Multijurisdictional Practice: Rule 5.5

Despite DOJ's current guidance, the conflict between federal and state law creates several ethical issues for a Pennsylvania lawyer. Before those issues can be addressed, however, the lawyer must first determine whether the provision of legal services within Pennsylvania to recipients outside of Pennsylvania violates PA RPC 5.5. That Rule provides in relevant part:

Rule 5.5. Unauthorized Practice of Law; Multijurisdictional Practice Of Law.

  1. A lawyer shall not practice law in a jurisdiction in violation of the regulation of the legal profession in that jurisdiction, or assist another in doing so.

A Pennsylvania lawyer may provide to a client within Pennsylvania legal services such as advising the client about the law of another state, conducting research of the law of another state, advising the client about the application of a law of another state, and drafting legal documents that have legal effect in another state. See PBA Informal Op. 2001-62 (Sept. 11, 2001) (subject to certain caveats, it was permissible for a Pennsylvania lawyer to provide advice to franchisees of a common franchisor concerning certain common issues in real estate leases to be executed in other jurisdictions). Restatement (Third) of the Law Governing Lawyers (2000) § 3 Jurisdictional Scope of Practice of Law by Lawyer, Comment e provides:

Some [transactional] activities are clearly permissible. Thus, a lawyer conducting activities in the lawyer's home state may advise a client about the law of another state, a proceeding in another state, or a transaction there, including conducting research in the law of the other state, advising, the client about the application of that law, and drafting legal documents intended to have legal effect there. There is no per se bar against such a lawyer giving a formal opinion based in whole or in part on the law of another jurisdiction, but a lawyer should do so only if the lawyer has adequate familiarity with the relevant law. It is also clearly permissible for a lawyer from a home-state office to direct communications to persons and organizations in other states (in which the lawyer is not separately admitted), by letter, telephone, telecopier, or other forms of electronic communication. On the other hand, as with litigation, it would be impermissible for a lawyer to set up an office for the general practice of nonlitigation law in a jurisdiction in which the lawyer is not admitted. (emphasis added).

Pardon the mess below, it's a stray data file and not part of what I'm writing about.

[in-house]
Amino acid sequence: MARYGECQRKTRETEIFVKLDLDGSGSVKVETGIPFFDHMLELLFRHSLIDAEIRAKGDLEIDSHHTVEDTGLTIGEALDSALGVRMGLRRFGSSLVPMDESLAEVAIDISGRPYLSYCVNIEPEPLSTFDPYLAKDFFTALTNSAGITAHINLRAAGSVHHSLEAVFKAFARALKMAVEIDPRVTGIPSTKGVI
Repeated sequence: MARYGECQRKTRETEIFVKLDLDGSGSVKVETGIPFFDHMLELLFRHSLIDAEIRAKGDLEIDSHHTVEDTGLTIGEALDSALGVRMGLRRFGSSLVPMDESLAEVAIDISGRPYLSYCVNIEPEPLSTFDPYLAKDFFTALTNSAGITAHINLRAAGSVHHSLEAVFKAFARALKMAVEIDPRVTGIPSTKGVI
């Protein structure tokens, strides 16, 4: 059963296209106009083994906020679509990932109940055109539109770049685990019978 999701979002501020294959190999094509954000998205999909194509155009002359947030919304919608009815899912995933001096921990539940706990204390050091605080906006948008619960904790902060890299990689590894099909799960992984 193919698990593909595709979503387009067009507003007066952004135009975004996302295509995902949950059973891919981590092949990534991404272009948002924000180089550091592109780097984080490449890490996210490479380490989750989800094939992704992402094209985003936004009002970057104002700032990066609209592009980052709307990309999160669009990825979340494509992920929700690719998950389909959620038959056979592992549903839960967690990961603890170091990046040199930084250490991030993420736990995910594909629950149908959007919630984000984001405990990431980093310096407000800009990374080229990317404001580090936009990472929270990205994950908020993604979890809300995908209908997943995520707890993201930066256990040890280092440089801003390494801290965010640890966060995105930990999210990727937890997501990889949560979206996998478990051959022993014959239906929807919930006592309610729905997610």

See PBA Formal Op. 90-02 (Mar. 2, 1990) (subject to certain caveats, it was permissible for a lawyer who was not licensed in Pennsylvania to prepare loan documentation, negotiate the terms of loan agreements, and offer an opinion as to the enforceability of the loan documents in transactions involving loans secured by property located in Pennsylvania).

However, a lawyer licensed in Pennsylvania would violate PA RPC 5.5 if the lawyer were to practice law in another jurisdiction in violation of that jurisdiction's rules of professional conduct or unauthorized practice of law statutes. Comment [2] to Rule 5.5 notes that "the definition of the practice of law is established by law and varies from one jurisdiction to another." Therefore, the lawyer would have to determine whether the proposed services constitute the practice of law under the law of the applicable jurisdiction. The lawyer would then have to determine whether any exceptions to that jurisdiction's general prohibition on out-of-state practice apply.

If the lawyer determines that no violation of PA RPC 5.5(a) will occur, the next step is to determine whether the proposed legal services will violate PA RPC 1.2(d), which states:

  1. A lawyer shall not counsel a client to engage, or assist a client, in conduct that the lawyer knows is criminal or fraudulent, but a lawyer may discuss the legal consequences of any proposed course of conduct with a client and may counsel or assist a client to make a good faith effort to determine the validity, scope, meaning or application of the law.

Comment [9] states: